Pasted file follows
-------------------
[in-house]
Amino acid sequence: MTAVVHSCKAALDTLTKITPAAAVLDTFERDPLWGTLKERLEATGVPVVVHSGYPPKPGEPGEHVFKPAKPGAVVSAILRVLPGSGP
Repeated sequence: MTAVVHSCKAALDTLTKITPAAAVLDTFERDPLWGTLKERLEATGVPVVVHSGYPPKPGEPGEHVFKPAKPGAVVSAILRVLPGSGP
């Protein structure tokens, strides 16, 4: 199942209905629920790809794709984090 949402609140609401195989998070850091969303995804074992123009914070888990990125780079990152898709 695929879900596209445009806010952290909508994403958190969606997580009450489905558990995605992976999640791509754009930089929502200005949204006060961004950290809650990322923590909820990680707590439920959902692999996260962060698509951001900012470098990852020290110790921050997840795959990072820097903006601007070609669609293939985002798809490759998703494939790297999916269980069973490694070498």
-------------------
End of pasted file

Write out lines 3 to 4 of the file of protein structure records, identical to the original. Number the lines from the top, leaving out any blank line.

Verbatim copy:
Repeated sequence: MTAVVHSCKAALDTLTKITPAAAVLDTFERDPLWGTLKERLEATGVPVVVHSGYPPKPGEPGEHVFKPAKPGAVVSAILRVLPGSGP
């Protein structure tokens, strides 16, 4: 199942209905629920790809794709984090 949402609140609401195989998070850091969303995804074992123009914070888990990125780079990152898709 695929879900596209445009806010952290909508994403958190969606997580009450489905558990995605992976999640791509754009930089929502200005949204006060961004950290809650990322923590909820990680707590439920959902692999996260962060698509951001900012470098990852020290110790921050997840795959990072820097903006601007070609669609293939985002798809490759998703494939790297999916269980069973490694070498």